In 2001 TV and documentary director Stacy Peralta takes us to California to talk about a group that changed skate boarding forever in the 70′s, the Z-Boys. Funny enough, Stacy was actually part of this group, so he knows a little something about what was going on. Z-Boys were a group of local surfers who pioneered their own style of skateboarding based off of surfing. Instead of the upright stance you saw from most people on skate board they went for bent knees, touching the ground and riding the asphalt waves as high as they could. The documentary starts off talking about the surf team they were members of and goes into how skating was basically an extension of surfing for them after the waves were done for the day. Then it hits the evolution of the skateboard a bit and goes into pool surfing, the group getting recognition in magazines and some of them getting big in competitions around. It gets pretty in depth about everything the group has gone through and even follows up on what they’re up to today. Personally I’m not a skateboarder but I really enjoyed this, hearing about the whole culture of the times and how things came to be is always pretty entertaining for me, which is why I watch documenters about this. Any skateboard enthusiast I think would really enjoy this and even if you’re not a skateboarder (like me) you’ll probably still find this interesting.
The first Kick-Ass took a comic that wasn’t very good and made an amazing movie. It was very successful so they decided to make another movie, for that they had to first crank out a second comic. The comic Kick-Ass 2, much like the first, wasn’t very good. Though I think I enjoyed it more than the first it still wasn’t great. Sadly they didn’t capture the same magic with the second movie that they did with the first. Kick-Ass 2 isn’t a horrible movie but it’s not good for sure. The whole movie just kind of lays there on screen. Red Mist becomes a super villain, Kick-Ass and Hit Girl with the help of a bunch of other super heroes have to stop him, and Red Mist (now named Motherfucker) has gotten his own group of super villains together. It builds to a giant showdown between the two groups…at least it should, the building in the movie is pretty lackluster. Everyone from the original cast is back. Directing this time is Jeff Wadlow, I’m not sure if I should blame the failure on him or not but he’s a prime suspect at this point. I can’t quite put my finger on what didn’t work for this movie but something didn’t that’s for sure. If you’re going to see Kick-Ass 2 I’d say wait and see it for free, but really you don’t even need to see it. Even if, like me, you liked the first one a lot.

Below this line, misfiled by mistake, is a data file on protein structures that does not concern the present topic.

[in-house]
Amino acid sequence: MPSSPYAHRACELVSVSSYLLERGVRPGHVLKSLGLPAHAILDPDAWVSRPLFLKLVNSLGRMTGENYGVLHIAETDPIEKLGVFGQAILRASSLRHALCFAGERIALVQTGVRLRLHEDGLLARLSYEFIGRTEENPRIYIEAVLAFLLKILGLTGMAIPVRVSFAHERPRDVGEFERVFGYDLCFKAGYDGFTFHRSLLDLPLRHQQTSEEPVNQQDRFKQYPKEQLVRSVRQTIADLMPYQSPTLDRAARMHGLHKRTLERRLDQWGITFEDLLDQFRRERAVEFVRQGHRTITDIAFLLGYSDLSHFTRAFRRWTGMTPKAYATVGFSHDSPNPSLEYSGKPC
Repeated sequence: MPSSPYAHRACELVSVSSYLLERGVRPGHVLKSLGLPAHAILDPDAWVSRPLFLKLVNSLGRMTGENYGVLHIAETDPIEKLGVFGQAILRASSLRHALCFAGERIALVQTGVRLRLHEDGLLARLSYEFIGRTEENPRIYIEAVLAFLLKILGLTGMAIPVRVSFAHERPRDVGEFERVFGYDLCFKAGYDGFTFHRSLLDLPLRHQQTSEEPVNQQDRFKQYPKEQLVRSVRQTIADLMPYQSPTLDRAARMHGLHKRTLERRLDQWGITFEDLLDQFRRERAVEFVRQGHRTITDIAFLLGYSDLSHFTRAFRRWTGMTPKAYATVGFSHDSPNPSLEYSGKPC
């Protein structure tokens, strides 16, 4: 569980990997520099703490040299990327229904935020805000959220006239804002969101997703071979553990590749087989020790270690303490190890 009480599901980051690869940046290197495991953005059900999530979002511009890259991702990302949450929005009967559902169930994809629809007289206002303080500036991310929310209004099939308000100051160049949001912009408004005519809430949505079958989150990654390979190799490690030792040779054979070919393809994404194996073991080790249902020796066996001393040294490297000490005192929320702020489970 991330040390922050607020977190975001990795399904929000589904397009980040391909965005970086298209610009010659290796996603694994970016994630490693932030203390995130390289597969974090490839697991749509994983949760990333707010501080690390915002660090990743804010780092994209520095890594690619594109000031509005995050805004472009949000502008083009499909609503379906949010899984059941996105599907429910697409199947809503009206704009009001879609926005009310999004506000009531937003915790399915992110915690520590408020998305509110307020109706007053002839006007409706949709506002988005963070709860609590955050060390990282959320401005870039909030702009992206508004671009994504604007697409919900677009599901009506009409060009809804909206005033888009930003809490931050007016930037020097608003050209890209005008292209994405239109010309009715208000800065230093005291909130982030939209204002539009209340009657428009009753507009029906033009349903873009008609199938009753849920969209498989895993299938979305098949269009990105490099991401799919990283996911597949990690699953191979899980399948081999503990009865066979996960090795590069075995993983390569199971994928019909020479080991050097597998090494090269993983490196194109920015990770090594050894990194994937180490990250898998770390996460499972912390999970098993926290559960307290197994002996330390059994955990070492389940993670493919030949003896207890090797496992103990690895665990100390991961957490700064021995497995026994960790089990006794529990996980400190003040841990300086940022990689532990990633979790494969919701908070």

This was a great surprise of a documentary, I came into this not expecting a whole lot but came away with a ton. This is a documentary about the great wrestling promotion Extreme Championship Wrestling. It’s an independent documentary, not a WWE one which gives it a nice new angle on things. The bad thing about it not being WWE produced is it doesn’t look as slick as it could have and they don’t have rights to any of the ECW stuff so there are no matches or clips or any of that cool stuff. It does however have interviews, fucking tons of interviews. This is a pure interview style documentary; it’s about two hours of talking to some of the men that made ECW. There are tons of guys missing that I’d like to have seen here but it also has a ton of guys that can talk like experts on the subject, it’s got Kid Kash, Simon Diamond, Terry Taylor, Sabu, Sandman, Joey Styles, Blue Meanie, Shane Douglas, Terry Funk, Jerry Lynn, New Jack, James Mitchell (Sinister Minister), Raven, Todd Grisham, Francine, Gabe Sapolsky, Gary Wolfe (Pitbull #1) and some others. It’s really damn impressive. About the only thing I didn’t like about this was New Jack, he comes off as just as shitty a person as he is a wrestler, dude is fucking awful. Besides that dose of awfulness this thing is excellent. You get a lot of insight to what made and broke ECW, a lot of stories you may know if you followed ECW but even if you did there’s still a good amount of stuff that will most likely be new to you, I know it was for me. Even though this doesn’t have a lot of flash it’s one of the better wrestling documentaries I’ve seen. If you were a fan of ECW you’ve got to see Forever Hardcore.